Dunkirk is a bit of a paradox. It is a big, bombastic picture of epic proportions that also shows surprising restraint. It is notable, for example, that it only runs a little over 100 minutes long, including credits. There are long stretches in it without dialogue or even action, the film intent on capturing the deperation of the situation rather than building excitement. It’s a pretty grim picture that may suddenly just burst into hokey sentimentality. To put it simply: it is not normal. It is not all content with being just like every other big war movie ever produced. And this proves to be a pretty good thing.The strangeness begins with the perspective. The film splits its narrative into three intercut sections, each one covering a different span of time. On the beaches of Dunkirk, two soldiers (Fionn Whitehead and Damien Bonnard) spend a desperate week trying everything they can to stow away on one of the ships leaving for England. Out on the sea, a civilian (Mark Rylance) and two young men (Tom Glynn-Carney and Barry Keoghan) make the perilous day long crossing to Dunkirk on a pleasure yacht, as part of a civilian effort to rescue the soldiers. And up in the air, three spitfire pilots attempt to provide air support for one vital hour of rescue.In matching up these different time frames, the film is basically able to sustain an action climax throughout its entire runtime. Once it gets past some sloppy exposition, it just barrels into the fray, cutting between soldiers bracing for bombs for swimming for their lives and pilots in the sky taking on fire and civilians forced to deal with the trauma that the soldiers have faced. When part goes into a lull, it cuts away to something more immediate and vital. There’s clever structuring in here, the movie using expert editing to tie these stories together, even when the characters are geographical distant from each other.It just becomes pure, heart-rending spectacle. It is a film that cuts out everything that might detract from the overall effect. It barely even shows the enemy, the Germans basically an abstract force that occasionally sends bullets and bombs toward the subjects. There are long stretches without dialogue, the film content with capturing the movement and the desperation. This approach dictates practically everything that goes on in this movie. It’s willing to disorient its audience, placing them in the middle of chaotic, dangerous situations. It shoots from inside a sinking ship, or from the side of a spitfire in the middle of the dogfight. At every turn, the film just finds novel and oddly beautiful ways to convey the existential terror of the whole situation.This approach also plays into Nolan’s strengths as a filmmaker. He’s always been more of a mechanic than an artist, the best parts of his movies often showcasing an ability to solve technical problems, rather than any particular talent for conveying complex themes. In its simplicity, Dunkirk gives Nolan the platform for his most elegant work yet. In reducing the scope of the war while maintaining its scale, the film feels oddly personal, and moves well beyond the intellectual posturing of some of his other work. A cast of great actors makes every line count, but that isn’t what matters at all. What matters is that ships are sinking and people are drowning and there is an airplane in the sky that is proving to be a miracle.Dunkirk is a real experience. Once it gets going, it’s pretty much just one straight hour of unrelenting stress, the film determined to make the audience feel as much of the terror of these soldiers as possible. The subject itself is rather strange for a war movie, because it isn’t at all about trying to kill an enemy or take a position. This is a film about rescue, about preserving life in the face of overwhelming odds. To tell that story in this scale is remarkable, and it’s an experiencing worth seeking out.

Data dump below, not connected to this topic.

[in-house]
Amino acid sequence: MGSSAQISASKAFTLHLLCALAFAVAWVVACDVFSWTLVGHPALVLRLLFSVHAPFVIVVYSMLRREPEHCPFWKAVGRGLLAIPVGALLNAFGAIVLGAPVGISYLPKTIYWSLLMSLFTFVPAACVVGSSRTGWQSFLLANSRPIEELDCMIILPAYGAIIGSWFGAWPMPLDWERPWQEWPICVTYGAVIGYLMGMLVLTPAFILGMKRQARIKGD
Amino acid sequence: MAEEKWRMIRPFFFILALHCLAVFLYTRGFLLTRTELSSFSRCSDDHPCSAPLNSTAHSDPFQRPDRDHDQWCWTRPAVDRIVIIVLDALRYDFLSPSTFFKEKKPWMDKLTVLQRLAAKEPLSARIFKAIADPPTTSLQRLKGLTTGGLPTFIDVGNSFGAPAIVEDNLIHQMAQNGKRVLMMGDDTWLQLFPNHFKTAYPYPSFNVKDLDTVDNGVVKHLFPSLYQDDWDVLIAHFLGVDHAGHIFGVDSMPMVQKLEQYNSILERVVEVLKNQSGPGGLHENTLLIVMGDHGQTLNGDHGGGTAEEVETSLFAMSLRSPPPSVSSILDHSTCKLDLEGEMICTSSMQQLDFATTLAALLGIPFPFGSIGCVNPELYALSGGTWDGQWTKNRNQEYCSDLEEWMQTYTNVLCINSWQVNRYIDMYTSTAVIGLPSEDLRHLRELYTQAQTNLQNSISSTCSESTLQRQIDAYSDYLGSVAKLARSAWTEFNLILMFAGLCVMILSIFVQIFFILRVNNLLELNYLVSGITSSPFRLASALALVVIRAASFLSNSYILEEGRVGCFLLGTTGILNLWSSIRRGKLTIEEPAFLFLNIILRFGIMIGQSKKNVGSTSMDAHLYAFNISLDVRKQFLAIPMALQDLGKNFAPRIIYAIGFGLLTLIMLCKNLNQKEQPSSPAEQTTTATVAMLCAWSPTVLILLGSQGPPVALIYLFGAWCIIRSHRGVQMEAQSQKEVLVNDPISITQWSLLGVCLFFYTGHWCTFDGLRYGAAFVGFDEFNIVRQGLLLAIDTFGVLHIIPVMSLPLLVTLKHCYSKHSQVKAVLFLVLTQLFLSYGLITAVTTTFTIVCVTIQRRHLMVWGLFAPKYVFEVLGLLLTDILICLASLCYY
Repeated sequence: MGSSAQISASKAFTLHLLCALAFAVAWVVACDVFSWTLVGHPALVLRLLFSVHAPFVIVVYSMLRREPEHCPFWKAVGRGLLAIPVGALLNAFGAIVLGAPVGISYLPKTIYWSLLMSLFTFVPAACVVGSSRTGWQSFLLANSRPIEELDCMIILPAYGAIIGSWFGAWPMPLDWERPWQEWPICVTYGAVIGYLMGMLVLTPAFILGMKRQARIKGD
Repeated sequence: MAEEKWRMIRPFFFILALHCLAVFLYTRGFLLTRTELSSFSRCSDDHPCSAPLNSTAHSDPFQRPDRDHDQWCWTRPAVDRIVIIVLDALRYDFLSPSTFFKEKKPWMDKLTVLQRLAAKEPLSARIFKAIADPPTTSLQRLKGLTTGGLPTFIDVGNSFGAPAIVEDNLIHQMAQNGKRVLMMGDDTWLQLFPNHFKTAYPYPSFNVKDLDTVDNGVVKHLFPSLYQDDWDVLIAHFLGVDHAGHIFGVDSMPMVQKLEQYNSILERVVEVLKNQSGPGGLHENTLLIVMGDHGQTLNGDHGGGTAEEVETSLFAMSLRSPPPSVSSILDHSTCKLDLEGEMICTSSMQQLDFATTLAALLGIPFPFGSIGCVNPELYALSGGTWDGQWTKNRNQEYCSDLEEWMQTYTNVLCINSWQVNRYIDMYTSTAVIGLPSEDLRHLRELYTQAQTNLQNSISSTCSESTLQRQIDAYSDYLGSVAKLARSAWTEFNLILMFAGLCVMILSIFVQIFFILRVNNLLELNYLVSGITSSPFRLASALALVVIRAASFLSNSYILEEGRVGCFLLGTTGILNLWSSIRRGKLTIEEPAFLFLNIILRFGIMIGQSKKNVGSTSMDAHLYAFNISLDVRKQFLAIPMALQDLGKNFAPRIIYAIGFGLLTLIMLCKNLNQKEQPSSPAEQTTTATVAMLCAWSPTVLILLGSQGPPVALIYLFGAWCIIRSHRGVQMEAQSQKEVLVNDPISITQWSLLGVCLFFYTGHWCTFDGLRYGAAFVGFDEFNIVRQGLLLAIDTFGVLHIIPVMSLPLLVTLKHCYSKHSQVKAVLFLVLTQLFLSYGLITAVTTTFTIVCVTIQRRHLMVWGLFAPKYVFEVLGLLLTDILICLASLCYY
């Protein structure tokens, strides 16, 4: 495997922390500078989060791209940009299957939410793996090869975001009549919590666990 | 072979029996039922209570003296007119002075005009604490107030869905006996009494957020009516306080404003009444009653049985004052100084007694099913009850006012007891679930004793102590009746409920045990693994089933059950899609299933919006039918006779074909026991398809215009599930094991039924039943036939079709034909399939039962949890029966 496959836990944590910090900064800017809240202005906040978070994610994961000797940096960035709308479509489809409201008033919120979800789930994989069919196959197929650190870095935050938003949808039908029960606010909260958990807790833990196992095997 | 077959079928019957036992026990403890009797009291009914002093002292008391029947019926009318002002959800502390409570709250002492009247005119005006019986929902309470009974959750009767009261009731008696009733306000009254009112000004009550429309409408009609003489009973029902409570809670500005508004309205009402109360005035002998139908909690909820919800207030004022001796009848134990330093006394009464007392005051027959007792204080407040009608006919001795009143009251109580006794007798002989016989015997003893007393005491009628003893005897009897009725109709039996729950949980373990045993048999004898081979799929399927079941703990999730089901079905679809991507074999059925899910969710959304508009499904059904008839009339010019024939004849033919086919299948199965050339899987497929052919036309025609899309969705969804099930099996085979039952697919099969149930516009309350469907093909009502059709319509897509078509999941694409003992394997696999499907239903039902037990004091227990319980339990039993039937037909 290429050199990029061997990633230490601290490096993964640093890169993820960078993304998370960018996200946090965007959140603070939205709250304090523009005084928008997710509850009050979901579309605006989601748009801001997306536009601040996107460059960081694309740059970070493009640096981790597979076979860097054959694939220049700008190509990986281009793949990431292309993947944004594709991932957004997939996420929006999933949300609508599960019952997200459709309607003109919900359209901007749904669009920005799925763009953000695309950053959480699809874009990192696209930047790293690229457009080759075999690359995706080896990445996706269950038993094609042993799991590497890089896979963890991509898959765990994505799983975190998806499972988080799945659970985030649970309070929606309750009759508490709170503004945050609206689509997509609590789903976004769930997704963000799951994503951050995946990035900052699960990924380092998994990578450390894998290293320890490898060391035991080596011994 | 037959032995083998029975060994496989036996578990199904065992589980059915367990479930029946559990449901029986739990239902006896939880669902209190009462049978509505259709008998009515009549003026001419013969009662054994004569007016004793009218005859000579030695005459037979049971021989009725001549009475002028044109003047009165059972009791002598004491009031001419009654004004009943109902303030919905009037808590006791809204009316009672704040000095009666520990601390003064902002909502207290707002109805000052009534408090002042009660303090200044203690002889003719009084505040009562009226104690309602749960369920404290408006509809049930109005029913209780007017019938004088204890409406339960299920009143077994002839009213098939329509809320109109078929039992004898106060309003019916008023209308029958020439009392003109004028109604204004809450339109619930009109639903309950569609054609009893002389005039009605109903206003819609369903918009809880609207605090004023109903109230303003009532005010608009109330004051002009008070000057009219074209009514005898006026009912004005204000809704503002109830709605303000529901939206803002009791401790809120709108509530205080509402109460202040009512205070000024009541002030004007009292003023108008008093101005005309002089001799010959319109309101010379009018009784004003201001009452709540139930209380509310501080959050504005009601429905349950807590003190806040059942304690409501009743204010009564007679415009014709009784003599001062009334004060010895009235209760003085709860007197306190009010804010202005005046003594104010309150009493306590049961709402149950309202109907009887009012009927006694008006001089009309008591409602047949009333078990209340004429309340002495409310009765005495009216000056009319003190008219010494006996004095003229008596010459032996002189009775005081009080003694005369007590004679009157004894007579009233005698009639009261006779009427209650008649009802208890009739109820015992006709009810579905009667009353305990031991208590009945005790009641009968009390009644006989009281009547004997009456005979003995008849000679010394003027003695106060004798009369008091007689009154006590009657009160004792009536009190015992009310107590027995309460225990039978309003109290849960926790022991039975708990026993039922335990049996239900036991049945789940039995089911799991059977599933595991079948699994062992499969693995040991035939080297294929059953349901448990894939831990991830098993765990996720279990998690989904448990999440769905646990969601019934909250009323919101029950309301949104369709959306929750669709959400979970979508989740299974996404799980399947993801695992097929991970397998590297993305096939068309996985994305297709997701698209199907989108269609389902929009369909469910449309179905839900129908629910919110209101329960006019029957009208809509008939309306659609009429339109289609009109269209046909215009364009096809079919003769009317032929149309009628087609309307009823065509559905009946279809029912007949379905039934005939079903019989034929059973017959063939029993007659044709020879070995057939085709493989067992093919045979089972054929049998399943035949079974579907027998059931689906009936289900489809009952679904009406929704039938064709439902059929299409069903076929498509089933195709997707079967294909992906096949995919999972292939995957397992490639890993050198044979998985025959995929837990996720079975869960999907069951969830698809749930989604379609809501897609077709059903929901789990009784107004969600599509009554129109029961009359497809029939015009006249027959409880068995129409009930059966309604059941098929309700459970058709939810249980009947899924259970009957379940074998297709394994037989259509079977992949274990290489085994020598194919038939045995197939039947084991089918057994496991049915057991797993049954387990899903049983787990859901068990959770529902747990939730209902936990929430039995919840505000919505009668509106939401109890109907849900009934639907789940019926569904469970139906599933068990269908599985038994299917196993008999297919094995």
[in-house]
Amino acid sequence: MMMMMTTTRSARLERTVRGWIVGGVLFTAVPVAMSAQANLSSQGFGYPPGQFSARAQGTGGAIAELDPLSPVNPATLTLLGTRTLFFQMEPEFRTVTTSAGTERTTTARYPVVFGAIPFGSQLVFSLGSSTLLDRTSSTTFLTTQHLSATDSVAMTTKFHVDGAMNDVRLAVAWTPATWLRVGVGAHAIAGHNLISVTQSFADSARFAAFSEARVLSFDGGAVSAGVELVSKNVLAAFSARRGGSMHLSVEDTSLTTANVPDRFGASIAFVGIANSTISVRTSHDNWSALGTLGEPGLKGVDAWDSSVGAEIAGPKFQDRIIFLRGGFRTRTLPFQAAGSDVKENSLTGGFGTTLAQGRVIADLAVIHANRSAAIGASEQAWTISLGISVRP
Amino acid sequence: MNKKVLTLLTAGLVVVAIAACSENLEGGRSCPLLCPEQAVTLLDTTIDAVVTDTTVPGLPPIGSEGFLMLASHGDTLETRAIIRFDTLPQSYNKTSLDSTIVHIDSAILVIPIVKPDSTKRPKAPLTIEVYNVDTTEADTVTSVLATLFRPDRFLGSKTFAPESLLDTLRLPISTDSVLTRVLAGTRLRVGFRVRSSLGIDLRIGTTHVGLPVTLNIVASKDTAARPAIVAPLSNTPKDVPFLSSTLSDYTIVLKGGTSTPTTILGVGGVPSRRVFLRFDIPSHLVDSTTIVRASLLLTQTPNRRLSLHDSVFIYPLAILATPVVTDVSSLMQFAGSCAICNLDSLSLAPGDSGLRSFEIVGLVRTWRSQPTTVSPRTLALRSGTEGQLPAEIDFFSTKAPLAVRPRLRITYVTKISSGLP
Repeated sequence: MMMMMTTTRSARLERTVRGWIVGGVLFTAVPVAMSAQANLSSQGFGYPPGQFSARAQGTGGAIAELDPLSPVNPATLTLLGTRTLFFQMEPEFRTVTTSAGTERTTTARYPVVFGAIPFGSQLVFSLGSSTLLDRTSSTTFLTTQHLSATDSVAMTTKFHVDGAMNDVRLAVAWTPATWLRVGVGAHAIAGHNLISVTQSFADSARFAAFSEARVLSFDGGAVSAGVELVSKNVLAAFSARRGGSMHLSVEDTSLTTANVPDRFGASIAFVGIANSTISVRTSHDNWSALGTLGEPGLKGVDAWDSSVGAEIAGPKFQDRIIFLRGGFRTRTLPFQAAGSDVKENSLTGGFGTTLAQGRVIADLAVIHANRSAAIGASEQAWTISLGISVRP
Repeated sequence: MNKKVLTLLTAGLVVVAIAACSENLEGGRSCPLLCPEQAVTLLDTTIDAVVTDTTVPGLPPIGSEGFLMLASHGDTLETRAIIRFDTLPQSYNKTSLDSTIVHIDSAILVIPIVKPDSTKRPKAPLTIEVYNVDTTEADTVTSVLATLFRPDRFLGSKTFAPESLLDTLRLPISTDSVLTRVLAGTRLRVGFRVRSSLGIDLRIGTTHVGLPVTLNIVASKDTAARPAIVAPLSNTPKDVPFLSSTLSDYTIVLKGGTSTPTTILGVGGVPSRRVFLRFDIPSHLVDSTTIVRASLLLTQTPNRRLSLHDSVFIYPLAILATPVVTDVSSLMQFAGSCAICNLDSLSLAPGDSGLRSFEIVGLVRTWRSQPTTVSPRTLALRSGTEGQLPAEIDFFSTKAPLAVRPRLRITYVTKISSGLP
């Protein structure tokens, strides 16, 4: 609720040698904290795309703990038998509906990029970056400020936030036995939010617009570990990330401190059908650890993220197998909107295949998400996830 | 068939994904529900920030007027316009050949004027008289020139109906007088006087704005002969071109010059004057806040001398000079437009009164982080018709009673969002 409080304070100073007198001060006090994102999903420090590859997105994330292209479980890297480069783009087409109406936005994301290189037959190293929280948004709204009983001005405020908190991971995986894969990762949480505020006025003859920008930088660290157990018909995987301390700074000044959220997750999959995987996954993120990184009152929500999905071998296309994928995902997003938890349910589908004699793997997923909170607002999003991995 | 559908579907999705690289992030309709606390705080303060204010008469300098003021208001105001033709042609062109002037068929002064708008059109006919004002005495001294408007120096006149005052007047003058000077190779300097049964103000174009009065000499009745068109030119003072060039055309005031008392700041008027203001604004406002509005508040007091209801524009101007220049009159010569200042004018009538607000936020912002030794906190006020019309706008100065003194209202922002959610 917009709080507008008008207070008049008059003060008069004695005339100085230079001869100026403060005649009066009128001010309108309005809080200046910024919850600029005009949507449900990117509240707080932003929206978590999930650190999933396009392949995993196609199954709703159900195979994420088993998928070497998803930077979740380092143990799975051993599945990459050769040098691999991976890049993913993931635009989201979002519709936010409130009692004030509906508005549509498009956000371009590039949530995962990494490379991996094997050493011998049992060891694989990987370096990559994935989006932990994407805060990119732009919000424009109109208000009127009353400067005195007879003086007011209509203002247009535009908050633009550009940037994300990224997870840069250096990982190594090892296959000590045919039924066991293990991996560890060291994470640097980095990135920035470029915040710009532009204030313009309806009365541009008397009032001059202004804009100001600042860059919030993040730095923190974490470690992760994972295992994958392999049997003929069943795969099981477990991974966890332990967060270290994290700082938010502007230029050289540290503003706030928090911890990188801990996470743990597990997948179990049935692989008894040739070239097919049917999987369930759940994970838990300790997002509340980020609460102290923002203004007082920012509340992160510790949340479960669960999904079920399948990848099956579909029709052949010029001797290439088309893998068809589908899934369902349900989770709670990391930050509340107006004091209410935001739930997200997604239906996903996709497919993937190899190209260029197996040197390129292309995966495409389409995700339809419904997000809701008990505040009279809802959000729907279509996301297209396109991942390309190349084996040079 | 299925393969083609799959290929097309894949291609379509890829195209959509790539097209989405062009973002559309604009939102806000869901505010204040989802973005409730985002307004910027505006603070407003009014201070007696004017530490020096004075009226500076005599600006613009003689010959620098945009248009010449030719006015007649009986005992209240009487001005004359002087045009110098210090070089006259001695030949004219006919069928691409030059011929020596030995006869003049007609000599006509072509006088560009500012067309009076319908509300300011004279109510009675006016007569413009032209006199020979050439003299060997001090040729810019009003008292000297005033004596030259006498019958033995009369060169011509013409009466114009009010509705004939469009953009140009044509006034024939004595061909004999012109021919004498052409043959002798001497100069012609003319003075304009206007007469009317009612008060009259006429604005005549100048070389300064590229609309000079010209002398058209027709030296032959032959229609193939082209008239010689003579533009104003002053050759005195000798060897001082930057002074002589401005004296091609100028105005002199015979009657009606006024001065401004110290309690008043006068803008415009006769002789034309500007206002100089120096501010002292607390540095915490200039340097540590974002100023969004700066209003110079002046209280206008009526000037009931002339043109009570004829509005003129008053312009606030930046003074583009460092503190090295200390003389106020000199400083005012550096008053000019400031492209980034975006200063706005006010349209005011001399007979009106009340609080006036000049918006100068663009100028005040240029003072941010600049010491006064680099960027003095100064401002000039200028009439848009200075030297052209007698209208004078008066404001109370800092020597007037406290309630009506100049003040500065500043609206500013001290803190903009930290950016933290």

DUNKIRK IS NOW SHOWING IN CINEMAS NATIONWIDE.